Tiger Woods

So, perhaps I should just give in to the inevitable and mention that this biography raises, er, begs other important questions about Woods’ jaw-dropping career, such as: Did Tiger use performance-enhancing drugs?

After his major injury in 2008, Woods hired slugger Alex Rodriguez’s Canadian doctor in 2009. But Dr. Anthony Galea was soon arrested on charges of smuggling human growth hormone.

Yet a hurt Tiger’s possible use of PEDs in therapy after 2008 is a somewhat different issue from whether a healthy Tiger used PEDs before 2008.

That’s an issue I brought up inconclusively way back in 2009 here in Taki’s Magazine in a column entitled “Tiger Juice.” I wrote that back when Tiger’s media image was sanctimonious, before his now ex-wife’s assault on his SUV plunged him into the hilarious scandal that was featured on the cover of the tabloid New York Post for 21 straight days.

The book mentions that the golf tour’s PED-testing program began on July 1, 2008. This happens to have been a couple of weeks after Tiger’s heroic last stand, the final of his fourteen major championships, at what is in effect his home course, Torrey Pines. Perhaps Tiger’s recklessness with his (literally) fractured knee at the 2008 U.S. Open, which sidelined him for the rest of the year, had something to do with the new era in testing beginning right afterward?

Back in 2009, I was struck by an uncharacteristic 2007 cover story in Men’s Fitness magazine showing the normally discreet Tiger, whose shirts had looked two sizes too big for him in 2000, suddenly looking ripped, while his musclehead Vegas trainer raved about how his weightlifting was “off the charts.”

It turned out that there was not one but two bizarre stories behind that story.

First, Tiger had only agreed to pose for the Men’s Fitness article because he was being blackmailed by the magazine’s sister publication National Enquirer, which had fuzzy photos of him with a local waffle house waitress.

In this new biography, the authors attribute Tiger turning into his father when it comes to women to the malign influence of basketball legend Michael Jordan, who does not appear to have cooperated in the writing of the book and thus is portrayed as a complete jerk. (In contrast, Jordan’s running mate Charles Barkley, who may have cooperated, is described as a charming rogue who was, on the whole, a good influence on Woods.)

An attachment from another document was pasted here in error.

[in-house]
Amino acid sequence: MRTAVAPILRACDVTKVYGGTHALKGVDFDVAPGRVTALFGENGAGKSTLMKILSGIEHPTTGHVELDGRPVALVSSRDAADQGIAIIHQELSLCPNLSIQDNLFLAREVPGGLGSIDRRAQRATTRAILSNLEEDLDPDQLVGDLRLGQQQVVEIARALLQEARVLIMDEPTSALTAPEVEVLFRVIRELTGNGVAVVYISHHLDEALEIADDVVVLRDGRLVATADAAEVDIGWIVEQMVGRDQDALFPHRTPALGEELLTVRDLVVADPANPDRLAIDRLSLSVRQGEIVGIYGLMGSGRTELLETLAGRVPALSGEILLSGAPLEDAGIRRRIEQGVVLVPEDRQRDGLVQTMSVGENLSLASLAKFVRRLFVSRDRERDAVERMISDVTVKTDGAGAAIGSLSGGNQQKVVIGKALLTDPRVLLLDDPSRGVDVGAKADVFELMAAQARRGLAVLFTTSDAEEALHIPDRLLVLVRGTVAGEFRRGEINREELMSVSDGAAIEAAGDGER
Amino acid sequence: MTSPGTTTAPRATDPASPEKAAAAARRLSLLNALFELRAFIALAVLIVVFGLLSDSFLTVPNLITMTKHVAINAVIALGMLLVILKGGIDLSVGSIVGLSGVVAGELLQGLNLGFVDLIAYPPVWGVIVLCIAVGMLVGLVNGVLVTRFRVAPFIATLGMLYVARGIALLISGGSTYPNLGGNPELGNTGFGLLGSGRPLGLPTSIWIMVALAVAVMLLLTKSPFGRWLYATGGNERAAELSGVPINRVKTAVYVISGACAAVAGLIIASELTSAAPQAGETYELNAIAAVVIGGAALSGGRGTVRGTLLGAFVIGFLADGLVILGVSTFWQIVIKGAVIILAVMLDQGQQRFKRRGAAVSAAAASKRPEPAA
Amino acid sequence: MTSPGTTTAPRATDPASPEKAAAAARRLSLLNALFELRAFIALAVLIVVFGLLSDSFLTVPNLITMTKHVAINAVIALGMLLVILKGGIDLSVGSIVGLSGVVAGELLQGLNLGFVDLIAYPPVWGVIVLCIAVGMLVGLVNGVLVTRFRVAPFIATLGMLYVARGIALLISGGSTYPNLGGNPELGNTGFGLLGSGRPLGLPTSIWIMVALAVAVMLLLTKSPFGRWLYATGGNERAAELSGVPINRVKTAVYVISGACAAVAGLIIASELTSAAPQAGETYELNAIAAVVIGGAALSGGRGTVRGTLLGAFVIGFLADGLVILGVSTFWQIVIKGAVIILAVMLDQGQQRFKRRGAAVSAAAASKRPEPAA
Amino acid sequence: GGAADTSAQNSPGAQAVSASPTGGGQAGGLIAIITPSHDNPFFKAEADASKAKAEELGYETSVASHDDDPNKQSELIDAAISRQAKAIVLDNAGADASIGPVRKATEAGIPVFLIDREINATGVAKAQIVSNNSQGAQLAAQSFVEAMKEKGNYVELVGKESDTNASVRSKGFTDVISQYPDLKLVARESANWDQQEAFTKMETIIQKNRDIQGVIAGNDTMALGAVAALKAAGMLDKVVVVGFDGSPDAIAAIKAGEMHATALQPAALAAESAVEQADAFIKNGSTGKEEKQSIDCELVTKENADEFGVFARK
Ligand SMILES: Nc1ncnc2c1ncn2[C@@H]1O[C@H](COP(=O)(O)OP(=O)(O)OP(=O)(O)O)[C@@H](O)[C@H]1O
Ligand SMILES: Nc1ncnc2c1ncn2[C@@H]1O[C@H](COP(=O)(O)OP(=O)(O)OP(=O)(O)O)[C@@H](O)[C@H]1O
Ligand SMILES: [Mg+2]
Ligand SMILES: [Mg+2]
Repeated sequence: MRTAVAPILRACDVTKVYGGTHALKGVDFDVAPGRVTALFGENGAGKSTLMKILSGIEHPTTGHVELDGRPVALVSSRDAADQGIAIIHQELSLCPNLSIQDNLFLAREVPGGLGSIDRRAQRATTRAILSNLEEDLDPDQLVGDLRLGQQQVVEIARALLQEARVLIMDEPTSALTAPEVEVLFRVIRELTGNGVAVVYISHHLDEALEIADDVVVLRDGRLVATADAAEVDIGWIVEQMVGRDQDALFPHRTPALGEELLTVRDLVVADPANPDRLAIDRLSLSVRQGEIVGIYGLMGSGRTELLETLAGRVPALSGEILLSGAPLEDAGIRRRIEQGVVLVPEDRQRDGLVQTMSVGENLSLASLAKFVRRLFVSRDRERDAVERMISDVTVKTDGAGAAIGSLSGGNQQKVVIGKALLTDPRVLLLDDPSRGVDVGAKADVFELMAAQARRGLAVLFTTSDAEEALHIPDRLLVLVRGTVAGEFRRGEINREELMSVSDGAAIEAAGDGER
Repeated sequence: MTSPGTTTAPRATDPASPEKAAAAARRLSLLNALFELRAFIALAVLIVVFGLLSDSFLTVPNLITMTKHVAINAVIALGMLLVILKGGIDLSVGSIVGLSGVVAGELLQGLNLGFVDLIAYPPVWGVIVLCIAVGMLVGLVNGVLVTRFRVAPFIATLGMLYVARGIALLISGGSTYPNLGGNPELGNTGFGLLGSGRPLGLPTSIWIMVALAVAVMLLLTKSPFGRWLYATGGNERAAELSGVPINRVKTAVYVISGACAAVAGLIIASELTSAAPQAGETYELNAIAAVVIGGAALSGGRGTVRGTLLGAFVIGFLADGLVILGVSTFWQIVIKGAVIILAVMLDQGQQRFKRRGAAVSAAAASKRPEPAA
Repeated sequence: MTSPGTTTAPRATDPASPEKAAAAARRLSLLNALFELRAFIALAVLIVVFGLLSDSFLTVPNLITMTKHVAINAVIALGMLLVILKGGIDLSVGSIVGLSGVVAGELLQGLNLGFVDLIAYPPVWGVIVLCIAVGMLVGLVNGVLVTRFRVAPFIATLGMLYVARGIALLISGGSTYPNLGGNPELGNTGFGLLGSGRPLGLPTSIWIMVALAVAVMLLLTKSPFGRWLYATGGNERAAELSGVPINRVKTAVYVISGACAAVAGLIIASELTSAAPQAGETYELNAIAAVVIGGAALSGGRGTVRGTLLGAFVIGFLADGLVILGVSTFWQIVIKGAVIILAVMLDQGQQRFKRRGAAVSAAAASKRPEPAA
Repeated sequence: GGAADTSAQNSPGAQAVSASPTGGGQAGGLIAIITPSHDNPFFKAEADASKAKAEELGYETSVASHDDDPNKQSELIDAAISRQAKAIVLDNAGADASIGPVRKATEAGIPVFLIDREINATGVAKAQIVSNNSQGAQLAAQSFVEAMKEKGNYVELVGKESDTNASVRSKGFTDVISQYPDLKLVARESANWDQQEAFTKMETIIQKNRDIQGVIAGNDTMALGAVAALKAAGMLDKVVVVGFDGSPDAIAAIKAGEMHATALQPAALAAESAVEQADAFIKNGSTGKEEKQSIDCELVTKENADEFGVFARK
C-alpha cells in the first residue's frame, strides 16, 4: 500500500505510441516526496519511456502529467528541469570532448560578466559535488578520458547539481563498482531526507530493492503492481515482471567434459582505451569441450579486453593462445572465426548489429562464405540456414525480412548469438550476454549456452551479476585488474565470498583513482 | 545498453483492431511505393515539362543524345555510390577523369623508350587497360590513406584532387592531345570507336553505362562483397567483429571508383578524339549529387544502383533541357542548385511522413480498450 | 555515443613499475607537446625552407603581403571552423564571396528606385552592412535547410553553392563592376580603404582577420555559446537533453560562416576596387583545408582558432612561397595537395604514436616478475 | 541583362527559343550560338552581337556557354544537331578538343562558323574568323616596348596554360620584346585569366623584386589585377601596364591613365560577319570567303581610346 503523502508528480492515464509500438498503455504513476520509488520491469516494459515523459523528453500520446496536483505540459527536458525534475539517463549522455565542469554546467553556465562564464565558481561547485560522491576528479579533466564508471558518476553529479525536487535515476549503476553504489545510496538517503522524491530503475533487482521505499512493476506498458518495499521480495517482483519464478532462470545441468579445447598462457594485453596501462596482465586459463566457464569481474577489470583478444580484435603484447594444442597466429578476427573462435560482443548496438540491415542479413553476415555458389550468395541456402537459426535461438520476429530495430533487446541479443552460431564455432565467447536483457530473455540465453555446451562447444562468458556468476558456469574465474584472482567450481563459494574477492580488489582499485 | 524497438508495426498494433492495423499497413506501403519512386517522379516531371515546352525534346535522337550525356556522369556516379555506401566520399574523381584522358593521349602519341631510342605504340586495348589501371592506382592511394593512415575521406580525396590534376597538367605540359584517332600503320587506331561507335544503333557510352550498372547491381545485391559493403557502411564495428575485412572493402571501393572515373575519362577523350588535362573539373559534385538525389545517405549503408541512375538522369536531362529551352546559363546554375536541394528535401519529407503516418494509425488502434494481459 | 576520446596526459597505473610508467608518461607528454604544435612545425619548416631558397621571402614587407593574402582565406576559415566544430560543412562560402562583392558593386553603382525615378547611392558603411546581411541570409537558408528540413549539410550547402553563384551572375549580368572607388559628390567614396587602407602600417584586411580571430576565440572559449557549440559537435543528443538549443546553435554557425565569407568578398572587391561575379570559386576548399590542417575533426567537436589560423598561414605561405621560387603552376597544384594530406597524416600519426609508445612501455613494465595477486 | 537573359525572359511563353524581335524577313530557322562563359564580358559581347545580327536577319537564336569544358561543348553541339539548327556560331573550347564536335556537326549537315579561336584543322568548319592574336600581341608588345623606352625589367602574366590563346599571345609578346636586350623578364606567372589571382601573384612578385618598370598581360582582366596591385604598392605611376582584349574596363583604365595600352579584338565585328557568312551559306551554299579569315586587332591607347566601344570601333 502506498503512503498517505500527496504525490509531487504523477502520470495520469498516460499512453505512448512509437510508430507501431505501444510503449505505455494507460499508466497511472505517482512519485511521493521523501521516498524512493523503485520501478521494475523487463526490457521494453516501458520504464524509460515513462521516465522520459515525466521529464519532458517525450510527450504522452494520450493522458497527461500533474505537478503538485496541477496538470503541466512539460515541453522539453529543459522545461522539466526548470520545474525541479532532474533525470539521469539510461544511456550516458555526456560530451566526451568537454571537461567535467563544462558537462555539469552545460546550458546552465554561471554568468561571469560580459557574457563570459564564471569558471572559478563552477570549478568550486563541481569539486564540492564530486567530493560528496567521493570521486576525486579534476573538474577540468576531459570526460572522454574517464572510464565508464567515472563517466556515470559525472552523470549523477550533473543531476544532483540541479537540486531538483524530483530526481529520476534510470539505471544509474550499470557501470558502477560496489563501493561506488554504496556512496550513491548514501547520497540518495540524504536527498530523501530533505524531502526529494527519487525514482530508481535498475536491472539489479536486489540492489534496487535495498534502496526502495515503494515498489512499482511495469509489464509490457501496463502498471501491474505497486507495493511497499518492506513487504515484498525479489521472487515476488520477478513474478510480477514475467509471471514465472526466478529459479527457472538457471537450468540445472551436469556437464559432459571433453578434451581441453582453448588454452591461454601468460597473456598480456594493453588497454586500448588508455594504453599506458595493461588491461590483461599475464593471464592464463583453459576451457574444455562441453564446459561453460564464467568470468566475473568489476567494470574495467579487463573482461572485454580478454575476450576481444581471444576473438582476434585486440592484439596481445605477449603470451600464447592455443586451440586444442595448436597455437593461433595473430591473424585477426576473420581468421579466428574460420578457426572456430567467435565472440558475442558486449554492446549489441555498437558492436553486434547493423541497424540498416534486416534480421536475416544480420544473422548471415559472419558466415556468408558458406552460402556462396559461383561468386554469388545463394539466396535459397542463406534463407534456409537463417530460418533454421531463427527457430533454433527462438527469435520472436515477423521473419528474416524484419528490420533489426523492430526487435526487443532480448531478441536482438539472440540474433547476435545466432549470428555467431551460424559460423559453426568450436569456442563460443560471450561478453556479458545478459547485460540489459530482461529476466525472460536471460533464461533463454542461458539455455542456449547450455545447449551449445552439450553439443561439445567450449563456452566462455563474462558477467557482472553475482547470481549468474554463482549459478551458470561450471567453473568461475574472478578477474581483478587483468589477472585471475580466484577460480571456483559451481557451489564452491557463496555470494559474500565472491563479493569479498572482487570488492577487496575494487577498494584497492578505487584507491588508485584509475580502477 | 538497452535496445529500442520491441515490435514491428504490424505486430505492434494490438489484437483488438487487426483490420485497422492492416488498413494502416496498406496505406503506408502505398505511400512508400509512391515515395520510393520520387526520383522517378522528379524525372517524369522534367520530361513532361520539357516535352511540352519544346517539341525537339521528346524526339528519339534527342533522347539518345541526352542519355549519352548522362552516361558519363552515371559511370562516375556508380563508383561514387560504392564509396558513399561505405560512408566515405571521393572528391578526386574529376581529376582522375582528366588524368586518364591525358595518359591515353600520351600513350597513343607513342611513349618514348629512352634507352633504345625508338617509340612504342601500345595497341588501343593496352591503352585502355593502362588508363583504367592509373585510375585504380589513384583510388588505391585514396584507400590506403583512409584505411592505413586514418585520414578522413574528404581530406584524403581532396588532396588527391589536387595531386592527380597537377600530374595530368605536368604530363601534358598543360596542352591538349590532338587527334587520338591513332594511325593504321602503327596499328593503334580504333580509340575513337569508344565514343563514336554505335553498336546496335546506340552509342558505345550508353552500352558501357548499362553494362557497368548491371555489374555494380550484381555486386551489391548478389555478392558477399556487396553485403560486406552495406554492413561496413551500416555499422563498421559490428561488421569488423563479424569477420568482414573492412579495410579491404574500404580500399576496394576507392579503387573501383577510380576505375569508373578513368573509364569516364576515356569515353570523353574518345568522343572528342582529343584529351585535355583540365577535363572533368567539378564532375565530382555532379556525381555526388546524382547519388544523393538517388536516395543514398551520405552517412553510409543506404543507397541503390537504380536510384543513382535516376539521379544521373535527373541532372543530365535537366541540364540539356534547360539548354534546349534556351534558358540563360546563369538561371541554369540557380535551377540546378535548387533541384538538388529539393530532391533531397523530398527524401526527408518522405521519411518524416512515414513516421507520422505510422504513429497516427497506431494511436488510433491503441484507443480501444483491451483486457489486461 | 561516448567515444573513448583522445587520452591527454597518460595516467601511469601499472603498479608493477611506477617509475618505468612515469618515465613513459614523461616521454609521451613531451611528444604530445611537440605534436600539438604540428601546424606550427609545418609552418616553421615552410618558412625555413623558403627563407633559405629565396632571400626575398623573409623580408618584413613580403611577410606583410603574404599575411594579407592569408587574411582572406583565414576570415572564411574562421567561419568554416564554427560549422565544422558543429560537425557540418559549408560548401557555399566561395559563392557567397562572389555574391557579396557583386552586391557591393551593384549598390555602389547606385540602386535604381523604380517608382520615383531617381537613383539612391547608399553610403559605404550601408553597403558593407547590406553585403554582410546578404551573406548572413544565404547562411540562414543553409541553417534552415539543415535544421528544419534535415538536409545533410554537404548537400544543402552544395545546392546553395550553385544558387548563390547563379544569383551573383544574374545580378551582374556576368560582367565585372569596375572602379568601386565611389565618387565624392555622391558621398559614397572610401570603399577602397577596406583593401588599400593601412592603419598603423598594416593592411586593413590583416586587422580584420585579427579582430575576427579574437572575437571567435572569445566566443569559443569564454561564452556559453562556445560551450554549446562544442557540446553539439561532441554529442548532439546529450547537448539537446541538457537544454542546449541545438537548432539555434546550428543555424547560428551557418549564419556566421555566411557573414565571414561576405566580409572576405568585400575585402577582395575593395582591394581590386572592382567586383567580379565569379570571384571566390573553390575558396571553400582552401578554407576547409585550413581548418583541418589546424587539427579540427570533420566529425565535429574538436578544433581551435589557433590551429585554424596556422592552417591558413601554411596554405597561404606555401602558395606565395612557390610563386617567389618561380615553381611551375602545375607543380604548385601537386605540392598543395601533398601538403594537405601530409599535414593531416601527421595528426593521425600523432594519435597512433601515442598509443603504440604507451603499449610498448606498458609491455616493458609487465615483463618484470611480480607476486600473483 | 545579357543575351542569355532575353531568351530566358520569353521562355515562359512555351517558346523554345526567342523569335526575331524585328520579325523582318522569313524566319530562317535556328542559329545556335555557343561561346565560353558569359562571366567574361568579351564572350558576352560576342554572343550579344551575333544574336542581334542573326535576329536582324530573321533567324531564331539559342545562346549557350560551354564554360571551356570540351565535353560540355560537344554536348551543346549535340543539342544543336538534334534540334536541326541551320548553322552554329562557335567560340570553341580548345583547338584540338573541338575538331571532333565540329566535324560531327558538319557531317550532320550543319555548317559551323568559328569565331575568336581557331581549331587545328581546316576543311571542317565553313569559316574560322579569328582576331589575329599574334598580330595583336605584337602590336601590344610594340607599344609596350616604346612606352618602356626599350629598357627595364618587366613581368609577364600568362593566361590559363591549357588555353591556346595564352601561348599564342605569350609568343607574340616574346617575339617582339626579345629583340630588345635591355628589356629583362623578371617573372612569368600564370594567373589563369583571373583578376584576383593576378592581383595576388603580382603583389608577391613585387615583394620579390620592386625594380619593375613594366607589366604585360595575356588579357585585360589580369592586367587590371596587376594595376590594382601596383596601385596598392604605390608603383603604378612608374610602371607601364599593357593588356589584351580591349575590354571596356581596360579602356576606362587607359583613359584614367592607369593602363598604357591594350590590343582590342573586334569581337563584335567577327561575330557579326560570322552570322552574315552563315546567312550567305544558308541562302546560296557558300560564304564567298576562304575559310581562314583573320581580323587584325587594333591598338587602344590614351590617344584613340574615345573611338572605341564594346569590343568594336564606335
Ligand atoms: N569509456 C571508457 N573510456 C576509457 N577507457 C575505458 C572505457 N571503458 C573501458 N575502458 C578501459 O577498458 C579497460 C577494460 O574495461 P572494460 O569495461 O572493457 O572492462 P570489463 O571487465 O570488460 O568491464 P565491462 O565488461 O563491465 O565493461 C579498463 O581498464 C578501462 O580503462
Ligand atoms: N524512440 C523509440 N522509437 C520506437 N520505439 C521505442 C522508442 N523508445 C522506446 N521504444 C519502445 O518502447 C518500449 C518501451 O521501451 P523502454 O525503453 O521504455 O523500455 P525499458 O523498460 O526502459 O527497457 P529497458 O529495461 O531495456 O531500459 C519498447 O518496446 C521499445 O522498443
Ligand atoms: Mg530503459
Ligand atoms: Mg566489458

The book doesn’t mention the funniest (but perhaps apocryphal) Jordan-Woods story: At a nightclub with Jordan and Derek Jeter, the shy young Tiger asked his mentor how to talk to girls. MJ replied that all he had to say was “I’m Tiger Woods.”

Jordan and Barkley introduced Woods to the perks of Las Vegas for high-roller celebrities.

The book asserts that Tiger has been a net winner at the casinos, in contravention of the laws of probability. Still, Tiger, whose best subject in school was always math, apparently has had far less trouble walking away from the gaming table than Jordan (or, unmentioned in the book, his archrival on the links, the action-loving Phil Mickelson).

More generally, Woods appears to have been ripped off financially far less than most athletes, due to the higher quality of business advisers around golfers than around football and basketball players, plus his own intelligence, suspiciousness, and cheapness. Unlike Mickelson, who often gives $100 to the waitress who serves him breakfast, but like Jordan, Tiger is a terrible tipper. Covering for Woods, PGA officials have tipped locker room attendants out of their own pockets to stifle gossip about the meanness of the golf tour’s meal ticket.

More important than gambling to Tiger, Jordan and Barkley introduced him to Las Vegas’ other pastime: girls, the blonder the better.

Interestingly, even though the authors tracked down many of Tiger’s bimbos, the book is lacking in #MeToo moments. Despite few of the women who consented to sex with him having any interest in golf (or Tiger’s other obsessions, such as first-person shooter videogames, the military, and The Simpsons), nor Tiger being all that handsome (his jaw and lower lip aren’t very masculine), he was a celebrity, and that was plenty for them.

Many years ago in Chicago, a garrulous cabdriver told me that Jordan had a secret deal with his wife: He wouldn’t cheat on her in Chicago and she wouldn’t ask him what he did on the road. He didn’t have a good explanation of how he might know this, but my skepticism has declined over the years.

The notorious implosion in 2009 of Woods’ marriage to a Swedish blonde from a good family appears to have been related to Tiger increasingly violating my cabdriver’s putative Jordan Rule by chasing women when at home in Florida (the state he had moved to on the day he turned pro in 1996 to escape his native California’s income tax). The news that Tiger had hooked up with the girl next door (literally) may have been the final straw for Mrs. Woods.

But let’s return to begging the question of why Woods got so swole after his father’s death in 2005.

Second, even as he pushed aside pretender Vijay Singh and returned to No. 1, Tiger was getting bored with golf. He secretly began training with the Navy SEALs and fanatically working out when he wasn’t going through military exercises with them. To the dismay of his numerous staffers, Tiger began talking about how the SEALs would give him a special exemption to enlist despite being slightly over the maximum age.

But Tiger’s body was falling apart. The parachute landings and running with a pack stressed his already-worn left knee. Three weeks before the 2008 U.S. Open, his tibia in his left leg broke.

He played in intense pain and won on the nineteenth hole of the playoff.

That was the end of his nine-year run from the second half of 1999 through the first half of 2008 in which he won 56 tournaments, including thirteen majors.

We shall never see the like again.


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